Letter to the City Council: Do Your Job, Empathize with Those Who Elected You, Keep the Social Services at the Senior Center
During last week’s study session, Councilor Slattery wisely pointed out that adequate public notice is “a very big deal.” In a government supposedly of, by, and for the people, it is indeed.
If only Parks and Recreation Department (administration and commission) had followed that rule in its zeal to “reorganize” their only blended social services program—the Senior Center—into a more familiar and thus more manageable for them recreational program.
If only the mayor had properly attended to his responsibility to set the tone and direction of our mayor-council governing body for the good of all of Ashland’s people rather than the desire of a single department.
If only some past mayor-council had recognized the essential difference between recreation and social services, and not violated the integrity of the Parks and Recreation Commission by putting them in charge of the Senior Center, a complexly blended social services program outside the area of their expertise.
If only the current mayor-council would have corrected this violation of program management ethics—that is, to never impede a program’s ability to achieve its goals—Ashland’s current and future elderly would not experience a loss of opportunity for the longer, healthier, and more satisfying lives a true senior center provides. (See: National Council on Aging; National Institute for Senior Centers.)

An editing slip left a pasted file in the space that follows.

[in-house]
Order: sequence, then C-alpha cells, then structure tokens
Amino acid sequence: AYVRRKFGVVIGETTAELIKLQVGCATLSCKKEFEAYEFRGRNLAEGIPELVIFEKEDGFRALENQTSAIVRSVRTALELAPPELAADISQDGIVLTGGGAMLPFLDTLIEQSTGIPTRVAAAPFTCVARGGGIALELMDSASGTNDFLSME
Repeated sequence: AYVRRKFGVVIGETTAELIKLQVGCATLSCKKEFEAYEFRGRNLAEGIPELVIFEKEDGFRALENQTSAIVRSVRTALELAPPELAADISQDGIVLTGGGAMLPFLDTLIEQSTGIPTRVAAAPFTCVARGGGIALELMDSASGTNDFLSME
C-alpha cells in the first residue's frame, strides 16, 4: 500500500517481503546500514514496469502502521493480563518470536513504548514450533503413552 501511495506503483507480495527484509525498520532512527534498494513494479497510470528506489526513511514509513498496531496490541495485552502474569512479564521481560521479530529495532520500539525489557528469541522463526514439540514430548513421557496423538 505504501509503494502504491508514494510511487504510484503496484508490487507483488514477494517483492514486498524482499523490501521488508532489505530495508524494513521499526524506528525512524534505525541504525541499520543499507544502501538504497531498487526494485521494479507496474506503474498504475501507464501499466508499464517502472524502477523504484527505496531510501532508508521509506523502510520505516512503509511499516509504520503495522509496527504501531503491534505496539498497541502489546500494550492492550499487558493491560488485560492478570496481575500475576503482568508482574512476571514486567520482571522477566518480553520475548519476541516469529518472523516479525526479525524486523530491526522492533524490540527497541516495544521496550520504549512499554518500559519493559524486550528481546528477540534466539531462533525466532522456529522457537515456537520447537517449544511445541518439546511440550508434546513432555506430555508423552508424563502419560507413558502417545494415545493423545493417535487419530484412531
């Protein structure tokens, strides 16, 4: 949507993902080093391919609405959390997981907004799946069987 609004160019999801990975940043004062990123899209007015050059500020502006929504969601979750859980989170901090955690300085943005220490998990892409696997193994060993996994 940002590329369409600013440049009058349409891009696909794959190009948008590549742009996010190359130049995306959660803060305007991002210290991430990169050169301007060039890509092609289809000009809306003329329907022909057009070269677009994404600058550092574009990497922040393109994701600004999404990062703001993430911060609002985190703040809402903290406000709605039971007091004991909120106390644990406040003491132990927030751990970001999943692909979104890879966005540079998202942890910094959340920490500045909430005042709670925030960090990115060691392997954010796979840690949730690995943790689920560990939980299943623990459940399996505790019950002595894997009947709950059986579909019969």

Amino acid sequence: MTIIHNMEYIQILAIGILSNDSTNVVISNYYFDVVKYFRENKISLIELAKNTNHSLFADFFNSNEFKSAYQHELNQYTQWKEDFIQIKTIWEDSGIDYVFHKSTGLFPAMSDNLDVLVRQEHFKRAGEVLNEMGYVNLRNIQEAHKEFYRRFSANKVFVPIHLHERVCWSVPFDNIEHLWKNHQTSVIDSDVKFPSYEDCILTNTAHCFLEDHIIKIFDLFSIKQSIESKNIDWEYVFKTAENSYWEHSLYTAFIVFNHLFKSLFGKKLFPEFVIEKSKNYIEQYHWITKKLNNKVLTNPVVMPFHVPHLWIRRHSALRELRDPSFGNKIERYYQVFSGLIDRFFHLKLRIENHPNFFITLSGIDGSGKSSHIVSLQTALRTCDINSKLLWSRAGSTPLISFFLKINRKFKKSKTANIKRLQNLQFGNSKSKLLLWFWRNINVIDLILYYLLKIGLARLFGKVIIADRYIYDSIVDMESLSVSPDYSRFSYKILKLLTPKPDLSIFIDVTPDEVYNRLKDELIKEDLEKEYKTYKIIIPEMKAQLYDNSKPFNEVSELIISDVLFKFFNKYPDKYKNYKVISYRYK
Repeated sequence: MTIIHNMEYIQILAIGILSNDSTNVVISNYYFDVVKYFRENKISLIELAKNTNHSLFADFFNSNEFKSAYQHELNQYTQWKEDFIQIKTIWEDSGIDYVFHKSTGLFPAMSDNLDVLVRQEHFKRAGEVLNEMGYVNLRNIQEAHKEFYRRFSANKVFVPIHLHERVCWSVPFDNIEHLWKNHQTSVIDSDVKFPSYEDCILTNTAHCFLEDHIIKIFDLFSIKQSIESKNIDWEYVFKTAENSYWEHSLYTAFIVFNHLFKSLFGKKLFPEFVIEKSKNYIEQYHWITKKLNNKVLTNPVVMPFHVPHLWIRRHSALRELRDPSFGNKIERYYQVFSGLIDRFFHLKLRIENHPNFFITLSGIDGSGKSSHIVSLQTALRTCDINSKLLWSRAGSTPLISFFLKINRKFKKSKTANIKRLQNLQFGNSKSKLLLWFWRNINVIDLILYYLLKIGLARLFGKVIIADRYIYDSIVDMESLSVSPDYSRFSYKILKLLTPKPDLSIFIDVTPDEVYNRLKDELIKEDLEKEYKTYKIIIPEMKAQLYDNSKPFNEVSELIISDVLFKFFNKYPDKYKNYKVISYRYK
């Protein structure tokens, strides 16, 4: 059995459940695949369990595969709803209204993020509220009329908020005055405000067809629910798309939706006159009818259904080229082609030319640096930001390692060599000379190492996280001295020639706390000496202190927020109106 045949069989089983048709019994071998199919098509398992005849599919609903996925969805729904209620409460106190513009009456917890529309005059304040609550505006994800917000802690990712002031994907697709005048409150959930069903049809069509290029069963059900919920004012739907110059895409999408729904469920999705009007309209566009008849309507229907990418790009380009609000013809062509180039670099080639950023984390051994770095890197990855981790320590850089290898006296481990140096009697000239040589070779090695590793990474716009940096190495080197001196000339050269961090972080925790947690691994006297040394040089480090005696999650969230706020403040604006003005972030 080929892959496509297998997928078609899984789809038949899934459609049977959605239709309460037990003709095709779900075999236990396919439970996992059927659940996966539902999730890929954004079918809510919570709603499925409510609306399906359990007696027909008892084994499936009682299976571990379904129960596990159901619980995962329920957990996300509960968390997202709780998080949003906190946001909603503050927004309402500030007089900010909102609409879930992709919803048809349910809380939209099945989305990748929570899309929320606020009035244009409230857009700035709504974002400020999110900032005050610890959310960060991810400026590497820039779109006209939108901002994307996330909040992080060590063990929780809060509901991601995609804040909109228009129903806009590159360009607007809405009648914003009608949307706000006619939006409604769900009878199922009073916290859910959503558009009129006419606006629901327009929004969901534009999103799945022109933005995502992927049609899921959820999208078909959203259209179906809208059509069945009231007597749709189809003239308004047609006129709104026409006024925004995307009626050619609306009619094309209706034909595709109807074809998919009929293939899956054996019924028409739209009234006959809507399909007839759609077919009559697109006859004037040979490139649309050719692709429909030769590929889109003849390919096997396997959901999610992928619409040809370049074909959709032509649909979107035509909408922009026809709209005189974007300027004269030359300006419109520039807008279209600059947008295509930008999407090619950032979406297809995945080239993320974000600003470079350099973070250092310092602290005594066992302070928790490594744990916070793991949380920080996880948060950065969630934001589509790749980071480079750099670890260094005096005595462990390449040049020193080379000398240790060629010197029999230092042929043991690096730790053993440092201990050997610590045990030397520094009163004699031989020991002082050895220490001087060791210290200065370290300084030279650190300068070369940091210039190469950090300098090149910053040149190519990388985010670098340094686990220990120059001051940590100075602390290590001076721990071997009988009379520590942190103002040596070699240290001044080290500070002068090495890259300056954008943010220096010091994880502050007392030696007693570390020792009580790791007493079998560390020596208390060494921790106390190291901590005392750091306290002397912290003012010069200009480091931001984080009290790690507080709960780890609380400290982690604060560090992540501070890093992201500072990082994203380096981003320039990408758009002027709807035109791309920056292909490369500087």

Many citizens are asking, “How can this ‘reorganization’ be happening in a caring community like Ashland?” The answer can be found in both social science and psychological research and analysis: The longer that people hold governing power, the less empathetic they are liable to become.
Chris Honore’s recent Daily Tidings commentary notes that Attorney General Jeff Sessions’s statements about the Dreamers reveal “an absence of truth and compassion.” Dana Milbank’s column in the Mail Tribune (9/24) notes the writings of Matt Aibel on the current state of psycho-social research show “the personal and the political are in reality not distinct” and that “dearly held self-representations distort perception, alter judgment, resist disconfirming factual evidence, and remain impervious to rational argument, a phenomenon well-documented in the political and social science literature.” And are at work in Ashland today.
And so, chances are that Mayor Stromberg, Director Black, the elected commissioners, and others will persist in their adamant belief that a Senior Center is but a host for recreational opportunities for old people, and that this “reorganization” will bring only improvement, no matter what anyone else says.
Unless the City Council sees the truth and compassionately deems otherwise, this fundamentally flawed “reorganization” of the Senior Center will come to pass, to Ashland’s loss.